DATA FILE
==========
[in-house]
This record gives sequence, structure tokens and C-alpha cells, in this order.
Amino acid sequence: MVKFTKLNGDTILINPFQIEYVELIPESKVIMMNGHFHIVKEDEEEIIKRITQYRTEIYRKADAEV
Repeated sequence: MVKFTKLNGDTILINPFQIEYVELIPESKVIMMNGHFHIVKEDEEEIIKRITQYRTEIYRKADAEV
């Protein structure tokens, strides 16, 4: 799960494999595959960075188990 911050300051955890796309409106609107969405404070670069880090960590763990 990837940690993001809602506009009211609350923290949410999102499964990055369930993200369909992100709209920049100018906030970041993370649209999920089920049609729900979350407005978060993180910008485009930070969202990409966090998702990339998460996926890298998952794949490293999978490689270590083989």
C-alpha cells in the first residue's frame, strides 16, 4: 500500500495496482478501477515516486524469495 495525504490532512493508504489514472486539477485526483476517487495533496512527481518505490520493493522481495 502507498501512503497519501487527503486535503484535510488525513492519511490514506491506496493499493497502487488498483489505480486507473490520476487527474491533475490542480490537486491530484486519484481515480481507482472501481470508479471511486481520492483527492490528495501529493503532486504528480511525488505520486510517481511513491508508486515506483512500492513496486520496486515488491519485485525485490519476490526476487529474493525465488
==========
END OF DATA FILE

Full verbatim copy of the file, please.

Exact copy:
[in-house]
This record gives sequence, structure tokens and C-alpha cells, in this order.
Amino acid sequence: MVKFTKLNGDTILINPFQIEYVELIPESKVIMMNGHFHIVKEDEEEIIKRITQYRTEIYRKADAEV
Repeated sequence: MVKFTKLNGDTILINPFQIEYVELIPESKVIMMNGHFHIVKEDEEEIIKRITQYRTEIYRKADAEV
């Protein structure tokens, strides 16, 4: 799960494999595959960075188990 911050300051955890796309409106609107969405404070670069880090960590763990 990837940690993001809602506009009211609350923290949410999102499964990055369930993200369909992100709209920049100018906030970041993370649209999920089920049609729900979350407005978060993180910008485009930070969202990409966090998702990339998460996926890298998952794949490293999978490689270590083989």
C-alpha cells in the first residue's frame, strides 16, 4: 500500500495496482478501477515516486524469495 495525504490532512493508504489514472486539477485526483476517487495533496512527481518505490520493493522481495 502507498501512503497519501487527503486535503484535510488525513492519511490514506491506496493499493497502487488498483489505480486507473490520476487527474491533475490542480490537486491530484486519484481515480481507482472501481470508479471511486481520492483527492490528495501529493503532486504528480511525488505520486510517481511513491508508486515506483512500492513496486520496486515488491519485485525485490519476490526476487529474493525465488